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PostPosted: Tue Mar 24, 2015 6:00 am     Post subject: Reply with quote

I'm partly with the nostalgia crowd, but also since I have not always had time to play the lengthier games when newly released, I have returned to them in later years.

Easy old DOS games? No, in my experience they are sometimes incredibly hard and unforgiving, and require patience to figure out. The click-to-win type games just weren't around back then.

Something I like with the DOS system is that each game was almost self-contained, with all configuration files in one directory, and no Windows register to mess up. Ok, you had to fiddle with the initial startup files to get enough free memory and file-handles sometimes, but that was about it.

Today I'm very grateful toward DOSBox which lets me play most of the old games without keeping old computers up and running, and the Windows environment can be used for taking notes & making maps instead of using pen&paper.

Other emulators are available for many old platforms, which is how they can still stay alive today. At some time, all the old media & hardware will have degraded, so it is good such things are possible with faster hardware, so one can try out platforms that was missed in their heyday.
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parakletos
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PostPosted: Tue Mar 24, 2015 11:26 am     Post subject: Reply with quote

DOS Wolf wrote:
Well I can not really speak much on DOS itself. But I consider DOS gamers the same kind of breed as a console retro-gamer and that is what I am. The appeal of playing something you had as a child brings a warm kind of nostalgia. For me at least, I can remember the first time I played each and every game, the smells in the home, the weather of the day, the awe and wonderment of a good game, the long hours sitting in front of the TV, forgoing food, bathroom breaks and sleep...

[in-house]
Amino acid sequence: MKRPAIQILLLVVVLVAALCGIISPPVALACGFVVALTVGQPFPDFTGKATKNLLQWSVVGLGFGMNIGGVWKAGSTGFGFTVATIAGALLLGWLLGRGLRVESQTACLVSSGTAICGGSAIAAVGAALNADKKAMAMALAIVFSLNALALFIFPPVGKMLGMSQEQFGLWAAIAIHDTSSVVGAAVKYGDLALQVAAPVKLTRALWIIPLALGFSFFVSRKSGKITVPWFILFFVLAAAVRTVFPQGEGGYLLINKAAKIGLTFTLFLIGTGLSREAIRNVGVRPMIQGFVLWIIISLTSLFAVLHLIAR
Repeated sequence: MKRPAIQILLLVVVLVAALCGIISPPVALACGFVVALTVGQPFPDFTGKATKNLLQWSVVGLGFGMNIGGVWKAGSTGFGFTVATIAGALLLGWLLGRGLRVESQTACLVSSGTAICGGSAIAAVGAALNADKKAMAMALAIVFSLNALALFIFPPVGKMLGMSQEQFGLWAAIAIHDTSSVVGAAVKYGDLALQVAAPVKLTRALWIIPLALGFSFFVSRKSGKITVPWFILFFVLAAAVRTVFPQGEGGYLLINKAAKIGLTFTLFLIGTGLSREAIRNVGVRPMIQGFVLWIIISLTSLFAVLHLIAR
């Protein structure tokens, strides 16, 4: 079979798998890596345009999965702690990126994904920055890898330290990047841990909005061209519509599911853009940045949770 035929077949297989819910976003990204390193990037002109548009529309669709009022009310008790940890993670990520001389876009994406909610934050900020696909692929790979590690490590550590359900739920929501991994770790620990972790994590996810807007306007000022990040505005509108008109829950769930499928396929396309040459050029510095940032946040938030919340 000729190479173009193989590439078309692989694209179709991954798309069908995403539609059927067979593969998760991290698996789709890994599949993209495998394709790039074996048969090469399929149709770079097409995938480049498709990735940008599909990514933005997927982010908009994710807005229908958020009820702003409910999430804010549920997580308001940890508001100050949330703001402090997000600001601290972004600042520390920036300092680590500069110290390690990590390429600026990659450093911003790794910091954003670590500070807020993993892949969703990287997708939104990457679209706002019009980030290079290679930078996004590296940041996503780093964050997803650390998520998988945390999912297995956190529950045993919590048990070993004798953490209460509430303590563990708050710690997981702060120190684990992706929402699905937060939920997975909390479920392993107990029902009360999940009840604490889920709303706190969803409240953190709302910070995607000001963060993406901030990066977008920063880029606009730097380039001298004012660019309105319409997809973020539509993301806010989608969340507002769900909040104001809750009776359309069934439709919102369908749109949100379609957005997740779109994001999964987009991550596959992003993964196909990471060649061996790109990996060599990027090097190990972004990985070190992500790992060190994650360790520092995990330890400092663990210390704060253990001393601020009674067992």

And although games have upgraded many times over, there is still fun to be had in getting out an old game and or system, blowing off the dust whether it be from a cartridge or a cd, popping it in and watching as the old system screen booted up and then you begin to play the game. Plus to me at least, nothing beats playing the actual game the way it was meant to be intended. Downloading illegally or even it was legal is simply not the same. Nor is it playing an old NES game on the WiiU. I mean they try and all and it is worth the effort, but I would much rather own the cartridge, play it on the old console on an old tv and use the original controller... I do not even like using these new retro style controllers they have out these days. Most just feel... cheap... Either that or I know it is not the original... Ehhh... Maybe that is just me though...

So I assume it would be the same for a DOS gamer. Although I can not imagine fighting with the old DOS language to boot up a game would be much fun, but every other aspect of it should be. And if we are talking of old DOS games, there is a magic, much like on the old consoles, on how they could squeeze so much entertainment into such a small little disk or cartridge. How music took so much space. Why were some games with such a limited palette of colors. And yet beyond the graphics or sound, how much the game was still so fun and may very well be fun to play. And I am sure a Commodore or Apple fan still loves to use floppy disks and prefer the old sleeves and those boxes/cases that hold them.